Since my own research in recent years has looked at Canadian identity politics and how the federal government and various partner organizations have sought to shape these through July 1st celebrations, I would be remiss if I did not respond to Cohen's reductionist and negative interpretation of how the name of July 1st was changed from Dominion Day to Canada Day (p.89-90). According to Cohen's interpretation, this was done "just like that," because a single Member of Parliament decided that the name of this day was a "colonial remnant, an insult to Quebec and multicultural Canada." Cohen recounts how the private member's bill was shuttled quickly through the House of Commons on a summer day in July 1982, when quorum was lacking, and then the bill was approved by the Senate three months later. Cohen sees this as a travesty, an act of "historical cleansing." He claims that the term "Dominion" did not have colonial connotations – pointing to the fact that term was suggested by New Brunswicker Leonard Tilley who took is from Psalm 72.
There is another side to Cohen's tale. Some of his basic facts are correct. There was some jiggery-pokery in how Hal Herbert's private member's bill was rushed through the House of Commons in 1982, and it was Leonard Tilley who suggested the term "Dominion" to denote Canada's status. What Cohen's version of the story doesn't tell you, however, is that the designation for July 1st had been a matter of contention since at least 1946, when the first such bill to change the name of the day was introduced in Parliament. Indeed, University of Regina historian Raymond Blake has identified dozens of bills introduced between 1946 and 1982, both private member's bills and government-sponsored ones, to change the name of July 1st, some of which managed to get through the House of Commons, only to then die in the Senate. There were thus decades of debate over what term to use for July 1st. "Dominion" was contentious, especially in Quebec and among new non-British origin Canadians. There was good cause for thinking it was a colonial term. The reason Tilley had to come up with this new "special" designation for Canada was that Britain refused to allow Sir John A. MacDonald to use his preferred term - "Kingdom of Canada" - for fear of antagonizing the United States. Dominion would then be the term used to designate other newly independent nations of the Commonwealth that followed in Canada's footsteps. One can debate whether or not deciding to move away from the term "Dominion," drawn from Canada's past, was a good idea, but the story is far more complicated than Cohen would have us believe.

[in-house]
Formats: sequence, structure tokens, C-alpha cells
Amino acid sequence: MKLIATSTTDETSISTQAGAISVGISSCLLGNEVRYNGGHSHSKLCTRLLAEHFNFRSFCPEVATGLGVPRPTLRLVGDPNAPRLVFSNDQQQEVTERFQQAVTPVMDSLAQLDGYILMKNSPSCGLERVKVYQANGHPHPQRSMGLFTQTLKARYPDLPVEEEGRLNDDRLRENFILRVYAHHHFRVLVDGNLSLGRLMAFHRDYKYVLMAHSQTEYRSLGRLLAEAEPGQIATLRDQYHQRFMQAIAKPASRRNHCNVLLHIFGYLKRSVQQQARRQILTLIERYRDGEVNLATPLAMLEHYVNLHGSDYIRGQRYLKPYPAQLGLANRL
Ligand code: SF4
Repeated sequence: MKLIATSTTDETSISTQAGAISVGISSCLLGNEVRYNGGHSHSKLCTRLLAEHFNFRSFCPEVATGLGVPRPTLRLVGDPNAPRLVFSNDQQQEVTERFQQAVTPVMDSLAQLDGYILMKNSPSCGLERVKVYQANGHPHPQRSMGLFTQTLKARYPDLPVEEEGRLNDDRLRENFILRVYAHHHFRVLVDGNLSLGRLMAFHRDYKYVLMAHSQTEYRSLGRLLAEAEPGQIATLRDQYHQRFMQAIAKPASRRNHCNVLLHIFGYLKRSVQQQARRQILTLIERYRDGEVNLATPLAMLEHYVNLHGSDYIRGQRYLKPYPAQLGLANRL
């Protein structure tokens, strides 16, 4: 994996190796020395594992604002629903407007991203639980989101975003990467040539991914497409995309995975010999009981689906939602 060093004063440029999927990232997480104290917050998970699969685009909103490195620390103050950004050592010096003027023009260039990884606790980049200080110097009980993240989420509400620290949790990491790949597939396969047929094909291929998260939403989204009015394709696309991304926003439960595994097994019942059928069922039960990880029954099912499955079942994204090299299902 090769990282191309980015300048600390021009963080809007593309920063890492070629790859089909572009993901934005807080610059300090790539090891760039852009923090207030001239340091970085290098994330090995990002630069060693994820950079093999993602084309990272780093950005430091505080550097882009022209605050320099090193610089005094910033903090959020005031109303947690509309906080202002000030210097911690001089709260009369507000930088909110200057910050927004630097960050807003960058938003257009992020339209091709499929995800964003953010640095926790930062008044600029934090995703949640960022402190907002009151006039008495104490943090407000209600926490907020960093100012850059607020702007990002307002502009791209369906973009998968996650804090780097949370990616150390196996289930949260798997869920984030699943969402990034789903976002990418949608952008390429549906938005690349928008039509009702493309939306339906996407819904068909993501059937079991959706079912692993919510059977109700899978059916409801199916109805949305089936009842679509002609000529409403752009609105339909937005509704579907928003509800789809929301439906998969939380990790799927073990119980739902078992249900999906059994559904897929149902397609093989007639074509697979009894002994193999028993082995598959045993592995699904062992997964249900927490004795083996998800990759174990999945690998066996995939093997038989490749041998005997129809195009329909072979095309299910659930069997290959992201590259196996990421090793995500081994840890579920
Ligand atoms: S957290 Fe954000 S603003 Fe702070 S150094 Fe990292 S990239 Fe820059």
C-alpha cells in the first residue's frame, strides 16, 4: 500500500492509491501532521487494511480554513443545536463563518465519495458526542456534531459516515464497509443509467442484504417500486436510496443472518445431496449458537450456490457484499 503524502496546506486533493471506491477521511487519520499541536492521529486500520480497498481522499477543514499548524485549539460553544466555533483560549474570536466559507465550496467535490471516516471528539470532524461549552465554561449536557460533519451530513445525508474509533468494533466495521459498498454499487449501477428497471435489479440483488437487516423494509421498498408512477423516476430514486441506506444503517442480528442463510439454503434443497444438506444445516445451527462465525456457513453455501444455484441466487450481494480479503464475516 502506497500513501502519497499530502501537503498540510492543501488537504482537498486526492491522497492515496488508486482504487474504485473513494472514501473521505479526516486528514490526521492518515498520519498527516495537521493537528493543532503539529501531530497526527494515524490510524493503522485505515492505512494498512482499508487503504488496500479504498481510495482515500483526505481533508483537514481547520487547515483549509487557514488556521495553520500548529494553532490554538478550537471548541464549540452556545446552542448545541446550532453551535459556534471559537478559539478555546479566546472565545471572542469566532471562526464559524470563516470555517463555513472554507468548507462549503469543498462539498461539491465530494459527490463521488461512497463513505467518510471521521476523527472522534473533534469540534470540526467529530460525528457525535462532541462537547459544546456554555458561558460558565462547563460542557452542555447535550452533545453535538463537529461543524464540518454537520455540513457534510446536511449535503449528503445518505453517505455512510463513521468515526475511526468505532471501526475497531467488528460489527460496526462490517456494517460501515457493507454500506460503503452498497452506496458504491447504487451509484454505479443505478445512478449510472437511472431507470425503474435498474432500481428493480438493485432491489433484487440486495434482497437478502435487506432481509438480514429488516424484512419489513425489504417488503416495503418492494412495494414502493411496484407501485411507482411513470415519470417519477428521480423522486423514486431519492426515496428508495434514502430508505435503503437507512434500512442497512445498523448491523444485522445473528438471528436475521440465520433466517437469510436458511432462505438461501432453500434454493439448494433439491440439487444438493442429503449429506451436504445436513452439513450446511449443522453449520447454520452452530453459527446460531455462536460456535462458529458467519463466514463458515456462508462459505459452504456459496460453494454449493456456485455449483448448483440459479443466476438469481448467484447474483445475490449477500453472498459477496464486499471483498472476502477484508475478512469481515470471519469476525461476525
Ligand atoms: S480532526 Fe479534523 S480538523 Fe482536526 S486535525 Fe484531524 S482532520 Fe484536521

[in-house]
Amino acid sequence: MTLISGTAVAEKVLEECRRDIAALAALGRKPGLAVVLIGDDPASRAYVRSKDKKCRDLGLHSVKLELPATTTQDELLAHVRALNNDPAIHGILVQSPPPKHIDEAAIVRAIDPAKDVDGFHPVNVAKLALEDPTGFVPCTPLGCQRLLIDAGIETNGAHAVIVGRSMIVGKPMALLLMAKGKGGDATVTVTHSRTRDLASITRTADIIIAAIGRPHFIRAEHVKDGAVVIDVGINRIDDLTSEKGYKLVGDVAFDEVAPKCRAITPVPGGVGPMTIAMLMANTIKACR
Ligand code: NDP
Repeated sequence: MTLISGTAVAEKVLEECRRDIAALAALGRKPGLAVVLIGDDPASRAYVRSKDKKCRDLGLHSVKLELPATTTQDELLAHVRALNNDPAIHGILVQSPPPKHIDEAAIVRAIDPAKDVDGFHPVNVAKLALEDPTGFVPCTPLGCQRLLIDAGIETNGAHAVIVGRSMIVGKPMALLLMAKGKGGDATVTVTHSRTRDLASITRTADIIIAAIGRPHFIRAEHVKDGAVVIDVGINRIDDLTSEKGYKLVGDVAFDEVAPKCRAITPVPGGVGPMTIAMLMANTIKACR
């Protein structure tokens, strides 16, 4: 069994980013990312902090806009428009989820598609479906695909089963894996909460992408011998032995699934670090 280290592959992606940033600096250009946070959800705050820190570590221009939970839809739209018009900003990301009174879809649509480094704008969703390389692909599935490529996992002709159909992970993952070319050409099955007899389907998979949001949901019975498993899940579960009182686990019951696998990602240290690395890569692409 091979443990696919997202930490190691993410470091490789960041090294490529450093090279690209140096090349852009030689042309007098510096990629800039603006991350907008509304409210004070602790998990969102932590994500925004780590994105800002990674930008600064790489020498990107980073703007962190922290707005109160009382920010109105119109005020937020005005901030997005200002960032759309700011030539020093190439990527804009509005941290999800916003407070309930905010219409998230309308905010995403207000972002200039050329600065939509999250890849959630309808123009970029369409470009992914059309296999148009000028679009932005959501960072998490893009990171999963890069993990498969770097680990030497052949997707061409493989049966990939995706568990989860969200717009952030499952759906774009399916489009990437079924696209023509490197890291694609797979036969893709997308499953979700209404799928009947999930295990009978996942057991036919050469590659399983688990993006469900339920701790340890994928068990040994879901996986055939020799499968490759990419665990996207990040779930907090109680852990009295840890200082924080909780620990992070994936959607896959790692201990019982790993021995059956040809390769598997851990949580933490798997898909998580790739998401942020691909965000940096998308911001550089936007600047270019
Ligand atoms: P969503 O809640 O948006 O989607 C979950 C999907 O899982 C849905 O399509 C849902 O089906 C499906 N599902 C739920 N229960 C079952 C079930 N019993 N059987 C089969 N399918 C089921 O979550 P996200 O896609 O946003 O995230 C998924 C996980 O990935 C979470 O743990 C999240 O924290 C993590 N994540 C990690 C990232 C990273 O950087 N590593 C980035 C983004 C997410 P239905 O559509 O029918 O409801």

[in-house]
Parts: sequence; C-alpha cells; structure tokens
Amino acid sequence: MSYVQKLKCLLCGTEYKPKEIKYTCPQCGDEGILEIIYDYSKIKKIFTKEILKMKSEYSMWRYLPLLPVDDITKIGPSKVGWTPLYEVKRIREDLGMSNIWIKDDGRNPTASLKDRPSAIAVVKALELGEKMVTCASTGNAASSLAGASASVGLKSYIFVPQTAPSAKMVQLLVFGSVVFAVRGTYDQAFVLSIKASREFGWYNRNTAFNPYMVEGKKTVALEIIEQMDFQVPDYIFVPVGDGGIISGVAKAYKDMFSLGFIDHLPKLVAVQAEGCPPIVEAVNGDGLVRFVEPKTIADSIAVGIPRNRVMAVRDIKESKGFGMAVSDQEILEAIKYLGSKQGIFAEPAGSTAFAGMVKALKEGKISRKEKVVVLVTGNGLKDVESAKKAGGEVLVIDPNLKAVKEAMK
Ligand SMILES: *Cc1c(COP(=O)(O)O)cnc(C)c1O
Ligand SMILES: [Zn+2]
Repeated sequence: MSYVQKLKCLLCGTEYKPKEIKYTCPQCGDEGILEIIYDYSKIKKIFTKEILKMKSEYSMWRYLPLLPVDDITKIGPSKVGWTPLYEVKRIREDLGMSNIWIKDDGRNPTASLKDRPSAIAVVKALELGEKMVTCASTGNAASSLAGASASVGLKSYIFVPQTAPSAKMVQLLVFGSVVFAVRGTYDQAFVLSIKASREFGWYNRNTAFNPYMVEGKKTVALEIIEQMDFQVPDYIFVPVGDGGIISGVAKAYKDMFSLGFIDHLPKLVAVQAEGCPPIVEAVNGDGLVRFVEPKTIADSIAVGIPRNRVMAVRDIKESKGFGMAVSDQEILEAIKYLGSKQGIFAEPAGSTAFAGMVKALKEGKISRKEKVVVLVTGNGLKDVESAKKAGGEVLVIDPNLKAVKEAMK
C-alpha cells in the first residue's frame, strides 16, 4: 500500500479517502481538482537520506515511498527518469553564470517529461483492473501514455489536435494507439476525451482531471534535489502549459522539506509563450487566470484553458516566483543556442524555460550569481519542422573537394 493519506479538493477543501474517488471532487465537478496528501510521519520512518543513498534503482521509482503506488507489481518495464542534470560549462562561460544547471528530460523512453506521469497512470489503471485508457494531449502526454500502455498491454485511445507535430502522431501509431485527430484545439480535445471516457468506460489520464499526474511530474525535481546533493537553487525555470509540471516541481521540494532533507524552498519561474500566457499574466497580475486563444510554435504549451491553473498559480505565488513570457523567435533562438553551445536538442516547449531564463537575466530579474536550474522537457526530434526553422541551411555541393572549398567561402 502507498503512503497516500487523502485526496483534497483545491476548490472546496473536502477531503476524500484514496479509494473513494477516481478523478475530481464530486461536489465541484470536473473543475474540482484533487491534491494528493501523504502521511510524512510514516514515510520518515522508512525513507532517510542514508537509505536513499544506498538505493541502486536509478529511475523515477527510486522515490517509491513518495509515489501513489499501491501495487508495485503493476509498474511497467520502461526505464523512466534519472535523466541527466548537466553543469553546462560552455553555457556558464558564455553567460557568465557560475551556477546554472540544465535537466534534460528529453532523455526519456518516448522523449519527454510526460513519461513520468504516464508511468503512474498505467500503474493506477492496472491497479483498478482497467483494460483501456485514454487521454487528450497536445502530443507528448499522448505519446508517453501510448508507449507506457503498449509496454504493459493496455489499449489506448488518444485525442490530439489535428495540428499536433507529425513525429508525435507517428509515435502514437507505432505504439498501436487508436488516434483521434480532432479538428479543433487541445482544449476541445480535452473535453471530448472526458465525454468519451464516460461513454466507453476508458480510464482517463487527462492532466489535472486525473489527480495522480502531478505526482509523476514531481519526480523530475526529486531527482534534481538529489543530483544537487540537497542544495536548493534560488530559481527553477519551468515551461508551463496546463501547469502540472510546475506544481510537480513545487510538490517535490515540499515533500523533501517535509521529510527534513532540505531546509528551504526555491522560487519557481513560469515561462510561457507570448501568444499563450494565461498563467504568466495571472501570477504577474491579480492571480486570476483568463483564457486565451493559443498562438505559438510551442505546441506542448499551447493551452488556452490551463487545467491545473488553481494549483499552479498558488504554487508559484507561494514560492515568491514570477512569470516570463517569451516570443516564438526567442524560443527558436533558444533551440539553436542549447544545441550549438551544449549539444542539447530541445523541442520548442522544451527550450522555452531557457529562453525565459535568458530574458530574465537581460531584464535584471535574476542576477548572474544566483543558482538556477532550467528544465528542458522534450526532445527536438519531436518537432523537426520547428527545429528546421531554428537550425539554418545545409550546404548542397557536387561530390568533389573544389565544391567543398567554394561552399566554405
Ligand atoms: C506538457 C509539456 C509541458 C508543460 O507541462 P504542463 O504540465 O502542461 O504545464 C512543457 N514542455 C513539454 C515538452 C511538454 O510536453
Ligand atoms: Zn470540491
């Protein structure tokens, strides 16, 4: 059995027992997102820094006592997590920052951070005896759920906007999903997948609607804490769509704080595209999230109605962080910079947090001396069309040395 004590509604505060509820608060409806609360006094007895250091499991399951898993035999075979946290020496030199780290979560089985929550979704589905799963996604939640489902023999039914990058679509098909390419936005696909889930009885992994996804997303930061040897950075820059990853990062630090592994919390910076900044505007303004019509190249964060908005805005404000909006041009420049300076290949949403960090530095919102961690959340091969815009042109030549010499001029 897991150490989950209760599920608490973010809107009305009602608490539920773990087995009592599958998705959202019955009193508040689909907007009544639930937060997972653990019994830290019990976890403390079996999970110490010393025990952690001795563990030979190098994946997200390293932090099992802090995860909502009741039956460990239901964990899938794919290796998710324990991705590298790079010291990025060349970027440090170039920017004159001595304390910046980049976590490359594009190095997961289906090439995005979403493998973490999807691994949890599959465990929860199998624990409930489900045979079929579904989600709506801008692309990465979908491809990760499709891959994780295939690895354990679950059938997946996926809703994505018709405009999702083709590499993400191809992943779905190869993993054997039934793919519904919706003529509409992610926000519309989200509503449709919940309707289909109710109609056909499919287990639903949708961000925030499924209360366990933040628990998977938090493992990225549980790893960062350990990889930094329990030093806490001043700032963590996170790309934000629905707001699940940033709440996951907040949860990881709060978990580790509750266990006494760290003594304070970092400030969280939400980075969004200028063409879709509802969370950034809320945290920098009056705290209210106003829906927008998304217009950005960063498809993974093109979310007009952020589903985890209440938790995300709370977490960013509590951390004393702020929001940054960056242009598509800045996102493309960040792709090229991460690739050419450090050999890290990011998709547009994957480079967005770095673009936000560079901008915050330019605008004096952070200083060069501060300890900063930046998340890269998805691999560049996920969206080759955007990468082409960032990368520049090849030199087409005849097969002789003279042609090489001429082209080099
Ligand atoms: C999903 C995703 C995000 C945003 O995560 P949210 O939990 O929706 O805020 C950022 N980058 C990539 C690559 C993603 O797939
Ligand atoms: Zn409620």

There are aspects of Cohen's argument that I can support. For instance, I do think that Canada needs a political history museum and that the National Portrait Gallery should be located in Ottawa rather than Calgary. I'd like there to be more attention paid to Canadian history in high school curricula. I think that Adrienne Clarkson did a lot for the prestige of the office of Governor General and that the media and opposition parties were petty in their criticisms of her work. However, there is precious little in Cohen's work that is original – it reads as an extended series of book summaries by more prestigious and prolific authors. As one-stop shopping for the Granatstein-Dominion Institute-nationalist side of the past decade of Canadian identity debates, The Unfinished Canadian not a bad resource. Readers who want a more nuanced treatment of the identity issues he deals with would be better to turn to the original source material, or to wait for a more original publication to appear. Perhaps they might be interested in historian José Igartua's recent book The Other Quiet Revolution: National Identities in English Canada, 1945-1971, an accessible examination of how and why English Canada's approach to its identity politics began to change in the post-war years. It was published in 2006 by UBC Press, an academic publishing house that Cohen suggested is mainly concerned with publishing history books that are "dense, distant and obtuse, written by experts for experts" (84). The state of the Canadian history profession and the politics of its identity are more complex and nuanced than Cohen (and his mentor Granatstein) are willing to admit. The Unfinished Canadian would be stronger if Cohen had provided a more thorough, creative and less ideologically-blinkered approach to the issues that he examines.Recommend this Post